medieval-religion: Scholarly discussions of medieval religion and culture
From: Revd Gordon Plumb <[log in to unmask]>
> Dear Christopher
> I am sure you are right about University Presses putting our Crap & Drivel
- but there are ways of expressing one's concerns whilst keeping within
the bounds of normally scholarly courtesy - which appears to be the issue here
for some folk.
well, Gordon, i've re-read John's postings reviewing Pfaff and find them to
be, not only quite precise, but also quite restrained in their criticism
--probably more so than if it had been i who were writing about something i
know something about, after reading something in my area of expertise by a
recognized and respected scholar in the field which i had been looking forward
to for some years, and which tended to "disappoint" (shall we courteously
of course, i'm sure that John would have toned his language down somewhat (or
maybe even considerably), if he had been writing for formal publication rather
than for an informal email discussion list.
i've seen criticism of sloppy "scholarship" in, say, Chartrain studies, which,
while Right on the Mark and even imminently deserved, crossed the line over
into somewhat childish, ad hominem attack.
John, clearly, has not crossed that line --despite his evident frustration
with what appears to have been some very sloppy work by someone who should
have known better, published by a noted university press which clearly should
have done better.
>An example of how to do a fairly devastating review of a scholarly work in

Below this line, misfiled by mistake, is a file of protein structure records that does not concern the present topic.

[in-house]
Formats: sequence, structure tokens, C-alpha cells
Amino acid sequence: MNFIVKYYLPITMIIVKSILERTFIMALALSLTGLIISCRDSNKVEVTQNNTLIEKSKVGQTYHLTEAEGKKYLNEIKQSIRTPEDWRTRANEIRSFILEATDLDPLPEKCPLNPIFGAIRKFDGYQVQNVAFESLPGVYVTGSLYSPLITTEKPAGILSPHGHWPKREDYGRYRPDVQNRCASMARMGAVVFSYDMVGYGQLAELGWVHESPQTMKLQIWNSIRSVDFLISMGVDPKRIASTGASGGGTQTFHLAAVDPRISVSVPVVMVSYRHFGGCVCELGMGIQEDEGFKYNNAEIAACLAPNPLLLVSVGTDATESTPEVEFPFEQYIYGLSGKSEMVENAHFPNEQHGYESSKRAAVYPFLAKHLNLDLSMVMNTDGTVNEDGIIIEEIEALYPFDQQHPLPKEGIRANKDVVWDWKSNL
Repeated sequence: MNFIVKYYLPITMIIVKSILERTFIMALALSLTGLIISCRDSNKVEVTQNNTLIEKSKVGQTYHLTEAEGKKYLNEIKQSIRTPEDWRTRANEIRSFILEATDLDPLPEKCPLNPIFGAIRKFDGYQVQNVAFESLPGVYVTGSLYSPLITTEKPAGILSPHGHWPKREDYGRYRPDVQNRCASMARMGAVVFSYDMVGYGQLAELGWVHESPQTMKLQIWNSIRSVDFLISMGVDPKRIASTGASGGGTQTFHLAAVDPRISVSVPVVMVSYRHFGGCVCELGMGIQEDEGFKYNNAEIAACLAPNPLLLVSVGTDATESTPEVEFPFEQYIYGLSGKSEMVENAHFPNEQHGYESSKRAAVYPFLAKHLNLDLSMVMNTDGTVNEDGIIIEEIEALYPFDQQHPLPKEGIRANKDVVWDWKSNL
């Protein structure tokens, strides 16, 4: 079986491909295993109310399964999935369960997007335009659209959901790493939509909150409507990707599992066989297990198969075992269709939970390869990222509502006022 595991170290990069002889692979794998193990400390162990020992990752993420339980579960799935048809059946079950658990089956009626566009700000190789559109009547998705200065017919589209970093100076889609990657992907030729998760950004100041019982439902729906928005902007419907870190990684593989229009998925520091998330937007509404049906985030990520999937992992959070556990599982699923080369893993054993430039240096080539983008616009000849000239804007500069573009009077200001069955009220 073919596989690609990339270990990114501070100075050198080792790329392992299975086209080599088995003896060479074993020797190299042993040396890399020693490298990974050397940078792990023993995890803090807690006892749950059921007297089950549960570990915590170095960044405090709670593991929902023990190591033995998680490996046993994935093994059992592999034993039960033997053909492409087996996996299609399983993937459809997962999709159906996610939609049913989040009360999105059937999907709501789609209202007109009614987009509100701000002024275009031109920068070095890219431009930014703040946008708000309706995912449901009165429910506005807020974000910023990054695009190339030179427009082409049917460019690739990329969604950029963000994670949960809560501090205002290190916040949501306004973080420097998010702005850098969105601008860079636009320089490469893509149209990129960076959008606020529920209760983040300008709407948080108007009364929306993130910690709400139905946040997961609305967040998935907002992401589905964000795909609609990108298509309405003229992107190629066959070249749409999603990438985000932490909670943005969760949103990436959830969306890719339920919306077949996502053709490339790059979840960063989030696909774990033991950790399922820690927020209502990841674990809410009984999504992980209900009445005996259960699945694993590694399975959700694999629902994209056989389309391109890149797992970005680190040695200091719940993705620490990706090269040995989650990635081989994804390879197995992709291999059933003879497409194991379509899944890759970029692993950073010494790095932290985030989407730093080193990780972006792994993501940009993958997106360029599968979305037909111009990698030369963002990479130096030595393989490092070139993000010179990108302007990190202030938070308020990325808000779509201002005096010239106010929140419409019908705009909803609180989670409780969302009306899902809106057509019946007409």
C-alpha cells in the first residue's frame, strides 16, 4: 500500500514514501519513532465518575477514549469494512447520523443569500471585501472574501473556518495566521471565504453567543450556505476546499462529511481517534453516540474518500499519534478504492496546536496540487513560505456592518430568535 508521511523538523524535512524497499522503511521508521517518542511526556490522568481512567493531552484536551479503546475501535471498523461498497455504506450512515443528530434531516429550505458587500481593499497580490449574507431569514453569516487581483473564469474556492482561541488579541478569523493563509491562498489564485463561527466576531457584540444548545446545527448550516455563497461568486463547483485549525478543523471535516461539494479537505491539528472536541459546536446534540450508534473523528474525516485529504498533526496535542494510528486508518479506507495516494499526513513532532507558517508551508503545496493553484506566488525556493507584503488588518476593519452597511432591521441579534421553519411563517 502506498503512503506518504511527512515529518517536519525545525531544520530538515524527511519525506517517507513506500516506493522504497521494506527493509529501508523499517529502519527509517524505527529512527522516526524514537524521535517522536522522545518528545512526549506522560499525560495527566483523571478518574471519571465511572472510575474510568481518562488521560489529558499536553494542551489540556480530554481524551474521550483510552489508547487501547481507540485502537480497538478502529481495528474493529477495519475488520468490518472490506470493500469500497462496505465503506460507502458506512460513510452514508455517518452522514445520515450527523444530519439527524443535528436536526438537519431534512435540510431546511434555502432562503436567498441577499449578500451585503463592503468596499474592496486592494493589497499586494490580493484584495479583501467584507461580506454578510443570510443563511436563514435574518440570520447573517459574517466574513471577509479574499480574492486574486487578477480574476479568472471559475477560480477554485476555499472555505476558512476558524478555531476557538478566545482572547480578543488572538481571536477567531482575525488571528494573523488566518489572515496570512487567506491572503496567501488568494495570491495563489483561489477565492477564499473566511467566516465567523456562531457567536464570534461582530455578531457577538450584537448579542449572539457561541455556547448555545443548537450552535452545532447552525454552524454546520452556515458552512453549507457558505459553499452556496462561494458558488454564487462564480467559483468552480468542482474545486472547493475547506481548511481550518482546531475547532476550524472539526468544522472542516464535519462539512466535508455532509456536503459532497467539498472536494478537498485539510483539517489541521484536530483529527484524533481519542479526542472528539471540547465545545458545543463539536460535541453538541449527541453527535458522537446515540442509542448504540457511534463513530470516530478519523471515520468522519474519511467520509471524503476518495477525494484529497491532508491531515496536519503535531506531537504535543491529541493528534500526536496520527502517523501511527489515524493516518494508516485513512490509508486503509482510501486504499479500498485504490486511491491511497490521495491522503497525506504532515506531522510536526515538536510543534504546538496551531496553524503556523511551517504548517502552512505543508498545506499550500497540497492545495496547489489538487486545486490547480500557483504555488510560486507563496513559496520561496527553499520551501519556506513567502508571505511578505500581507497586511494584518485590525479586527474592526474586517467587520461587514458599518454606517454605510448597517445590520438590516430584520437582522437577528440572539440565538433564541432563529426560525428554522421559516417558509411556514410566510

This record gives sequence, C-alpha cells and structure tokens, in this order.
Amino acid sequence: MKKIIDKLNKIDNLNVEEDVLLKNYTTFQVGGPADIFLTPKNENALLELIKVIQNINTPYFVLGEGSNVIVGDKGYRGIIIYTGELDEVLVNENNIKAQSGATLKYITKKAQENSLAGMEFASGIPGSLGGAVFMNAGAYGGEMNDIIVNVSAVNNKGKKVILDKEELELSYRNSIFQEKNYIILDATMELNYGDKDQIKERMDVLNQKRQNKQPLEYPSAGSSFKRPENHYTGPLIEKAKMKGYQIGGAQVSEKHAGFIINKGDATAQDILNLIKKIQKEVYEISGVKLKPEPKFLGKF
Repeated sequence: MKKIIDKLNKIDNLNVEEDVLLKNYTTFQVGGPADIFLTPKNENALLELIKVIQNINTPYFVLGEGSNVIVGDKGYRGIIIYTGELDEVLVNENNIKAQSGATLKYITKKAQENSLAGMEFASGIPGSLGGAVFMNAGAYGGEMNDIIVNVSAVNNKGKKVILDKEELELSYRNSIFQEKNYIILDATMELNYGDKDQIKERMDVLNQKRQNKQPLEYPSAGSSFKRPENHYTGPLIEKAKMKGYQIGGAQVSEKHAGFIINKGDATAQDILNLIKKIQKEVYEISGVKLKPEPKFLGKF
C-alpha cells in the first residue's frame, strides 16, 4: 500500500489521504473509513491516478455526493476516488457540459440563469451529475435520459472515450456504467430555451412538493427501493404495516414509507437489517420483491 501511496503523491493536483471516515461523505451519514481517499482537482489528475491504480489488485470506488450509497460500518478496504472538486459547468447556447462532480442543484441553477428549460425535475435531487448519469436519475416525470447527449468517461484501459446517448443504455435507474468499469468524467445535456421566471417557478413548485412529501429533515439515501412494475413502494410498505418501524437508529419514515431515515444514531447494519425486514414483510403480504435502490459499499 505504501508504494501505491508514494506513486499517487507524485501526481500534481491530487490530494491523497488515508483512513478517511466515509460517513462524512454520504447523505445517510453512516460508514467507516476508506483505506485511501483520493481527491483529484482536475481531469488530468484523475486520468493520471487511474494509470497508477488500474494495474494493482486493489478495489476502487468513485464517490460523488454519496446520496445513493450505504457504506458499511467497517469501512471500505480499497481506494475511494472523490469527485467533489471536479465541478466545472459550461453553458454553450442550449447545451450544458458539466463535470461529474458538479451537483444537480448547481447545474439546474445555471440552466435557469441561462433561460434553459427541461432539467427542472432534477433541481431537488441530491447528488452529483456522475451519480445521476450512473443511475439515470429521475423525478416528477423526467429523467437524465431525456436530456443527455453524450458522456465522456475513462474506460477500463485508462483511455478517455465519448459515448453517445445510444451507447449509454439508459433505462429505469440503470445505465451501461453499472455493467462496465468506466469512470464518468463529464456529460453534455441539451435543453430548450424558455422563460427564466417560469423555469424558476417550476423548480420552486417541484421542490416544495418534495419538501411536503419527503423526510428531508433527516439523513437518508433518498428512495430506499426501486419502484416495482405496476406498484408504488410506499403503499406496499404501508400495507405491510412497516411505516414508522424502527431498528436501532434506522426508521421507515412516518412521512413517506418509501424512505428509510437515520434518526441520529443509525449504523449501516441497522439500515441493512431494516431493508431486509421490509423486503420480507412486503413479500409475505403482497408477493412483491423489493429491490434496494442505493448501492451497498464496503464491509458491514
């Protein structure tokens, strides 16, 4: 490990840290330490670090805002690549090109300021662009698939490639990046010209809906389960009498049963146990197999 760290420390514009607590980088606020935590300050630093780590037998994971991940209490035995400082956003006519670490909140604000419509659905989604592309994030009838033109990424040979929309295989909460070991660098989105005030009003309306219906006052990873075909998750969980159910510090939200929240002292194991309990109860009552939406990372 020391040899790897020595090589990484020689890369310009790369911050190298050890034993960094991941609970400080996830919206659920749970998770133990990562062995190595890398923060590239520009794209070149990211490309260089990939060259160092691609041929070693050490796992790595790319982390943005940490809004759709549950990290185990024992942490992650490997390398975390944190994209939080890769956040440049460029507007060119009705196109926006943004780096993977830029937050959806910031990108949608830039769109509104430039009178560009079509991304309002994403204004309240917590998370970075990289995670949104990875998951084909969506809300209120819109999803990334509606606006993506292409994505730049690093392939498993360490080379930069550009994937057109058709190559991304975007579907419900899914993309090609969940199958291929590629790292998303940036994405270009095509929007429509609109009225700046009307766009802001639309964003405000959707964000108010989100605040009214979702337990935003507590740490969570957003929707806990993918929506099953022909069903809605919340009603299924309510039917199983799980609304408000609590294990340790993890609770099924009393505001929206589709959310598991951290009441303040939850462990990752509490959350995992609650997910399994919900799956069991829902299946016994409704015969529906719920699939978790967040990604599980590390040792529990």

such a civilised way is that by our regular contributor
Jim Bugslag in the current issue of "The Journal of Stained Glass", reviewing
Victor Beyer's "Les Vitraux de l'ancienne église des Dominicains de
Strasbourg" (Presses universitaires de Strasbourg for the German CVMA), 2007.
thanks, Gordon, i'll try to read this, if and when i can figure out how the
hell to access what is said to be an "Online Electronic Resource" in my
lieberry catalog but which doesn't seem to be operable.
but, Jim's a very courteous guy, being a Canadian, even though he has
personally experienced the quite pernicious effect which the publication of
PURE CRAP by a [supposedly] prestigious university press has had on his own
particular scholarly bailiwick.
and this is, perhaps, the whole point which should be made here: once birthed
into the world under the imprimatur of a [supposedly] prestigious university
press, Scholarly Schlock simply poisons the well from which we all must draw
------ Original Message ------
Received: Sun, 03 Jan 2010 12:21:28 PM EST
From: John Briggs <[log in to unmask]>
To: [log in to unmask]
Subject: Re: [M-R] Third Impressions: Pfaff - The Liturgy in Medieval England:
> medieval-religion: Scholarly discussions of medieval religion and culture
> Well, my "impressions" are very much interim reports - I am still
formulating my "final conclusions". But two points: